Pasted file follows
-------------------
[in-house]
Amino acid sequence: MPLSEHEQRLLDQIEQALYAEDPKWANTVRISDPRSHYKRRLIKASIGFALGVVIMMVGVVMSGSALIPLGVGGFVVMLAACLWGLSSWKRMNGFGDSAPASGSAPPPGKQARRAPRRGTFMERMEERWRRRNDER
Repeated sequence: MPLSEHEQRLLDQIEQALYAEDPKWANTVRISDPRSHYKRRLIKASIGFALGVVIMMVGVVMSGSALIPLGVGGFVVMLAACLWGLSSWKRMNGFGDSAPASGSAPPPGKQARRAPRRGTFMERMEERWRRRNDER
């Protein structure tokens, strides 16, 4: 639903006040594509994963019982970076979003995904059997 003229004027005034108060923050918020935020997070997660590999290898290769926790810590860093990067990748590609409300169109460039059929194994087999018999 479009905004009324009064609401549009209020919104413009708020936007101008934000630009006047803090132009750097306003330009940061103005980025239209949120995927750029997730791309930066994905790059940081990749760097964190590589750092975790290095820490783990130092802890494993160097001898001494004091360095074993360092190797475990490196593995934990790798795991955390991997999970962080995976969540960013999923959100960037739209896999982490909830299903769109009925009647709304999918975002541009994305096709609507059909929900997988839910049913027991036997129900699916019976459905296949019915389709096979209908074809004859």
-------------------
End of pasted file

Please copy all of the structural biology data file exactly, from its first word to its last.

[in-house]
Amino acid sequence: MPLSEHEQRLLDQIEQALYAEDPKWANTVRISDPRSHYKRRLIKASIGFALGVVIMMVGVVMSGSALIPLGVGGFVVMLAACLWGLSSWKRMNGFGDSAPASGSAPPPGKQARRAPRRGTFMERMEERWRRRNDER
Repeated sequence: MPLSEHEQRLLDQIEQALYAEDPKWANTVRISDPRSHYKRRLIKASIGFALGVVIMMVGVVMSGSALIPLGVGGFVVMLAACLWGLSSWKRMNGFGDSAPASGSAPPPGKQARRAPRRGTFMERMEERWRRRNDER
């Protein structure tokens, strides 16, 4: 639903006040594509994963019982970076979003995904059997 003229004027005034108060923050918020935020997070997660590999290898290769926790810590860093990067990748590609409300169109460039059929194994087999018999 479009905004009324009064609401549009209020919104413009708020936007101008934000630009006047803090132009750097306003330009940061103005980025239209949120995927750029997730791309930066994905790059940081990749760097964190590589750092975790290095820490783990130092802890494993160097001898001494004091360095074993360092190797475990490196593995934990790798795991955390991997999970962080995976969540960013999923959100960037739209896999982490909830299903769109009925009647709304999918975002541009994305096709609507059909929900997988839910049913027991036997129900699916019976459905296949019915389709096979209908074809004859």